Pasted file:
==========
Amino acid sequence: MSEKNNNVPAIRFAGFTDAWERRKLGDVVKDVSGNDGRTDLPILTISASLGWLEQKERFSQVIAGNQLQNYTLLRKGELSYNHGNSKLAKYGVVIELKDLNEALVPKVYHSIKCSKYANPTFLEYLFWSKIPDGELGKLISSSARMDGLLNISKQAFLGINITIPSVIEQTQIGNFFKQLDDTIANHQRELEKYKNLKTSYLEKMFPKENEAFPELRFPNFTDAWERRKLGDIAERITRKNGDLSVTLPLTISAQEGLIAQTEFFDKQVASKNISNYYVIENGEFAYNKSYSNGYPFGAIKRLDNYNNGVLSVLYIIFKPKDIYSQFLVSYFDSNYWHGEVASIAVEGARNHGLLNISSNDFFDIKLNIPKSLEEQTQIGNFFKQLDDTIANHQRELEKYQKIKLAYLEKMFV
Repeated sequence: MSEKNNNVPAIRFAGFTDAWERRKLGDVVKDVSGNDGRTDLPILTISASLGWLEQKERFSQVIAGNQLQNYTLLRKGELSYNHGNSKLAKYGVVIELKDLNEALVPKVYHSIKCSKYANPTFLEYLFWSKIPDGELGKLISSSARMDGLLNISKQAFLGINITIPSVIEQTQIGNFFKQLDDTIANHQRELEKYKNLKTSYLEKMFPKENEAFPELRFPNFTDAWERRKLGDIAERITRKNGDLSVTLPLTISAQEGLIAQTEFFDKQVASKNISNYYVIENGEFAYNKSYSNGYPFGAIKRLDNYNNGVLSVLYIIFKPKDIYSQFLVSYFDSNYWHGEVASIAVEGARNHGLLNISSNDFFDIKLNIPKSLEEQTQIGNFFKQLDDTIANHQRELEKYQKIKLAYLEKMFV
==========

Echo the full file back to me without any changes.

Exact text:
Amino acid sequence: MSEKNNNVPAIRFAGFTDAWERRKLGDVVKDVSGNDGRTDLPILTISASLGWLEQKERFSQVIAGNQLQNYTLLRKGELSYNHGNSKLAKYGVVIELKDLNEALVPKVYHSIKCSKYANPTFLEYLFWSKIPDGELGKLISSSARMDGLLNISKQAFLGINITIPSVIEQTQIGNFFKQLDDTIANHQRELEKYKNLKTSYLEKMFPKENEAFPELRFPNFTDAWERRKLGDIAERITRKNGDLSVTLPLTISAQEGLIAQTEFFDKQVASKNISNYYVIENGEFAYNKSYSNGYPFGAIKRLDNYNNGVLSVLYIIFKPKDIYSQFLVSYFDSNYWHGEVASIAVEGARNHGLLNISSNDFFDIKLNIPKSLEEQTQIGNFFKQLDDTIANHQRELEKYQKIKLAYLEKMFV
Repeated sequence: MSEKNNNVPAIRFAGFTDAWERRKLGDVVKDVSGNDGRTDLPILTISASLGWLEQKERFSQVIAGNQLQNYTLLRKGELSYNHGNSKLAKYGVVIELKDLNEALVPKVYHSIKCSKYANPTFLEYLFWSKIPDGELGKLISSSARMDGLLNISKQAFLGINITIPSVIEQTQIGNFFKQLDDTIANHQRELEKYKNLKTSYLEKMFPKENEAFPELRFPNFTDAWERRKLGDIAERITRKNGDLSVTLPLTISAQEGLIAQTEFFDKQVASKNISNYYVIENGEFAYNKSYSNGYPFGAIKRLDNYNNGVLSVLYIIFKPKDIYSQFLVSYFDSNYWHGEVASIAVEGARNHGLLNISSNDFFDIKLNIPKSLEEQTQIGNFFKQLDDTIANHQRELEKYQKIKLAYLEKMFV